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Clare's injustice

So once again we have another illiberal law forced upon us, that was brought about by grieving parents.

BBC:


'Clare's Law' gives 'right to ask' on domestic violence
People in some parts of England and Wales will soon be able to find out from police if their partners have a history of domestic violence.
The scheme is dubbed Clare's Law, after a woman murdered by a former partner.
I'm sorry but giving women the right to 'CRB check' potential partners is a terrible scheme and it's also doomed to fail.

The grieving parent who came up with this idea, a person who really shouldn't be involved in policy making because they are unable the think straight on the issue, believes that if this law was in place sooner, it would have saved his daughters life. It wouldn't.

He probably also believes something along the lines of if it saves just one woman from domestic violence it will be worth it, regardless of the potential for illiberal intrusions into peoples private lives. It won't.
Clare Wood, from Salford, Greater Manchester, was murdered in 2009 by a former boyfriend with a violent background.
The 36-year-old mother had made several complaints to the police about George Appleton, whom she had met on the internet, before he killed her. He was later found hanged.
Clare Wood's life would not have been saved by this law because she:
made several complaints to the police [...] before he killed her
This law will not save other women from domestic violence because they set themselves up as victims. They stay with abusive partners because: "I love him", "He's not normally like that", "He told me he can change" and a million other reasons.

I don't know what Julia thinks about this law because I haven't talked to her about it. I do know she could supply endless news stories about women who choose to remain with violent and abusive partners.

Every woman has the ability to save themselves from abuse. Advice to all women, and I'm probably stating the obvious here but you wouldn't realise it: If your partner hits you, just once, walk away. Walk away and don't look back.

Don't listen to their justifications, pleas and promises. Don't believe the police can sort your relationship out for you. Take their power away from them by taking yourself out of the equation.

Women who are likely to stay in an abusive relationship once in it, are just as likely to stay with their partners even if they are fully aware of their history.

My emphasis:
T, from Wolverhampton, contacted the BBC to say she wished she had known that her husband had a history of violence.
"I was badly treated by my husband and beaten often," she said.
"The first time he did it he said he didn't know what he had done and it wasn't in his nature to do this. I accepted this, but was then beaten again and more frequently. If I had known that he had a history of violence then I would have left much sooner."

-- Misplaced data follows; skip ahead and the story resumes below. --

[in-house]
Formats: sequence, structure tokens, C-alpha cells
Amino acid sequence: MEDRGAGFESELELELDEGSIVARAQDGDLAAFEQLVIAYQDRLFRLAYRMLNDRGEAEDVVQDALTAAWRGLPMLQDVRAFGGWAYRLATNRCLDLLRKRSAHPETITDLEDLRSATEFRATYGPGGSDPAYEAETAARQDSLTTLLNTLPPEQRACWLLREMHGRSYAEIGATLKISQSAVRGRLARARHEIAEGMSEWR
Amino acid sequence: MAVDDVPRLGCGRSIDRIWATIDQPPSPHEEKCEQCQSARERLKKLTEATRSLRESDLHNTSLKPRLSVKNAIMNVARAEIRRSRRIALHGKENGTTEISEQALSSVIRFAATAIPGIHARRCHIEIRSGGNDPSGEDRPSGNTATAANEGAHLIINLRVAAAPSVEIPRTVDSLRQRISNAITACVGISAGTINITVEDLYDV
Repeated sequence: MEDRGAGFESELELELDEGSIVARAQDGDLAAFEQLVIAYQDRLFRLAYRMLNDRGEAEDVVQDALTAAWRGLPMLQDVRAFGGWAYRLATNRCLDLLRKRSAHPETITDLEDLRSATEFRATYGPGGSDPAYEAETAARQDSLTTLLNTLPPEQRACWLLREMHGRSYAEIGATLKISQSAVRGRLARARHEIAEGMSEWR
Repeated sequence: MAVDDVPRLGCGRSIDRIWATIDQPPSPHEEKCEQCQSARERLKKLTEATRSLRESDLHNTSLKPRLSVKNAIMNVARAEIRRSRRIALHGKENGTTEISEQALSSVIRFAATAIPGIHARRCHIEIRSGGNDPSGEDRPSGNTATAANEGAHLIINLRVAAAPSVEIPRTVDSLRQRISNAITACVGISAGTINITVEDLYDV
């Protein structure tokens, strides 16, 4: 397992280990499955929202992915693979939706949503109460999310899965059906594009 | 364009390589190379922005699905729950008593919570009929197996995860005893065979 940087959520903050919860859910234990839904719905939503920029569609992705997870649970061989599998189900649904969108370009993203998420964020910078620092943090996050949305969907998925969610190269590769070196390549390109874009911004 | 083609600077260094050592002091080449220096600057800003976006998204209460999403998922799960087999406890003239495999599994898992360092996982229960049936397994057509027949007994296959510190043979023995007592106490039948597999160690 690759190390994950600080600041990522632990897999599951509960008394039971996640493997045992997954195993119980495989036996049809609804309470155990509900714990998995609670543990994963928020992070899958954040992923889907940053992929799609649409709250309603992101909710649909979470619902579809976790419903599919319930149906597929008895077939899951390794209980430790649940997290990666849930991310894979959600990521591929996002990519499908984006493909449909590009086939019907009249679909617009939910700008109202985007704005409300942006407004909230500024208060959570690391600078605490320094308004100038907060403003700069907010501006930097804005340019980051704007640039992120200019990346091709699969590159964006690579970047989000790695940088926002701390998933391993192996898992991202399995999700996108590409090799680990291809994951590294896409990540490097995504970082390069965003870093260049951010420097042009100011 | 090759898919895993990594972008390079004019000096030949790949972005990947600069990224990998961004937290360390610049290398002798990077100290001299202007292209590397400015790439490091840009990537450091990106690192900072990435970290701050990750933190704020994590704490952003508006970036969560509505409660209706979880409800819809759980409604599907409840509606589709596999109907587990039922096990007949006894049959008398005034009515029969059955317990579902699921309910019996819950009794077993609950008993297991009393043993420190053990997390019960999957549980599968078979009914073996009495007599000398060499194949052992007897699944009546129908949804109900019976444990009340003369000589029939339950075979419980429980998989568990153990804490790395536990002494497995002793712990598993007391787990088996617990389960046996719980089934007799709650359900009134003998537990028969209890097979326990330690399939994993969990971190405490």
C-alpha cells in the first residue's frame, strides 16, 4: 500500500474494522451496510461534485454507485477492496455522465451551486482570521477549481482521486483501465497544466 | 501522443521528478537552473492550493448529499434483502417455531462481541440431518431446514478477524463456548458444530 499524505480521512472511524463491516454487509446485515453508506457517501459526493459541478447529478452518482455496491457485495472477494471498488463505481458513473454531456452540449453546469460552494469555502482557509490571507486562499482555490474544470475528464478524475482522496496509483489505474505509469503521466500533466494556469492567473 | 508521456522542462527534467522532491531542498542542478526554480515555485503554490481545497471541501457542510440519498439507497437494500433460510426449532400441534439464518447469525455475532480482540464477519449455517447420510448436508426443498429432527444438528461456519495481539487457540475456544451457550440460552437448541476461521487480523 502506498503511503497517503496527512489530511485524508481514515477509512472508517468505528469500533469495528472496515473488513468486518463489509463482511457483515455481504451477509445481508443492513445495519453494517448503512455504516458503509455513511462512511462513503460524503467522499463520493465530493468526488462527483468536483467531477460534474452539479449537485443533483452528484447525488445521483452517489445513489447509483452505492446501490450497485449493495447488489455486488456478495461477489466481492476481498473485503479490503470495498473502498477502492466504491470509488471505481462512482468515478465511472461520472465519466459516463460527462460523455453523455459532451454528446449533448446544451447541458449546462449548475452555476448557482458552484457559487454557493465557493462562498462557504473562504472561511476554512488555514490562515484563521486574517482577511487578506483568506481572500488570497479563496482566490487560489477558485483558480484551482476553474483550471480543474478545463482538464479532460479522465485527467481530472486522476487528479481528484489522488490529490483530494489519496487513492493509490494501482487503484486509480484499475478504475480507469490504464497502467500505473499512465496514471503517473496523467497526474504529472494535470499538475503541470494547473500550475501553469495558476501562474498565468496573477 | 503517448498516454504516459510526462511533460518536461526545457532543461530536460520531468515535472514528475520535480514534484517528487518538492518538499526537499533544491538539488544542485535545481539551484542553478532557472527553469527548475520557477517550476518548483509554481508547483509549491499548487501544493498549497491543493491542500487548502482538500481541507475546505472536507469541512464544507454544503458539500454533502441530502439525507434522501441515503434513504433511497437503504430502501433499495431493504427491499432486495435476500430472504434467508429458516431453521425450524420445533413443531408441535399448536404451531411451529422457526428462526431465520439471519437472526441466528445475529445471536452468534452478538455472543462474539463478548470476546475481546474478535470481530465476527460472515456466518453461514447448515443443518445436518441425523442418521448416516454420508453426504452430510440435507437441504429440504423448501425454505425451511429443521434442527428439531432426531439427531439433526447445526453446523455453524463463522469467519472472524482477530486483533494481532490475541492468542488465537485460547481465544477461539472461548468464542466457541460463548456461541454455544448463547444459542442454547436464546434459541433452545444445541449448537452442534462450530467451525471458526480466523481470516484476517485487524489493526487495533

You should have left much sooner anyway.  You should have left after the first incident, and even though you allowed yourself to be taken in by his lies, the second incident should have shown him up for the manipulative animal that he is. Knowing his history is not likely to have changed your choices.
S, from Lincolnshire, was in an abusive marriage for 12 years but was unaware her husband had been arrested for beating a former girlfriend.
"If I was a single woman, and especially if I had children, I would definitely want to have access to a register that recorded details of abusers before contemplating a serious relationship," she said.
No serious relationship can be based on police background checks of your potential partner.
A serious relationship is created through a mutual build up of trust over time. If that trust is betrayed, then leave.

Advice to men: If you find that the girl you are dating has done a police background check on you, any man worth his salt would send her directly to dumpsville.

Most of the people who take advantage of this scheme will turn up nothing. Most men are not abusers. Just like there is not a paedophile on every street corner, domestic abuse has been blown out of all proportion to create yet another scare. This is the worst part. Not only will the scheme be largely redundant, it will be used to probe into peoples private backgrounds by others who have no right to any information other than what they are told by their partners themselves.
Miss Wood's father welcomed the pilot scheme and said that, had it been in place earlier, it would have given his daughter the chance to make an "educated decision" about her relationship with Appleton.
No it wouldn't because she:
made several complaints to the police [...] before he killed her
"I believe that if my daughter had known of the past of her partner she would have dropped him like a hot brick and scampered out of there," Mr Brown told BBC Radio 4's Today programme.

 No it wouldn't because she:
made several complaints to the police [...] before he killed her
She had the chance to make 'an educated decision' about her relationship. She didn't take it. She had the opportunity to 'drop him like a hot brick' the first time he laid a hand on her. She didn't do it.
Home Office statistics suggest two women are killed by their current or former partner each week in England and Wales.
Figures 'suggest'? What does that mean? The figures are either correct or they're not. Even so, we now have this next piece of intrusive legislation because of a possible 104 deaths per year.

You know what would be a much fairer and more effective way to prevent a lot of these deaths?

Walk away

You take their power with you.

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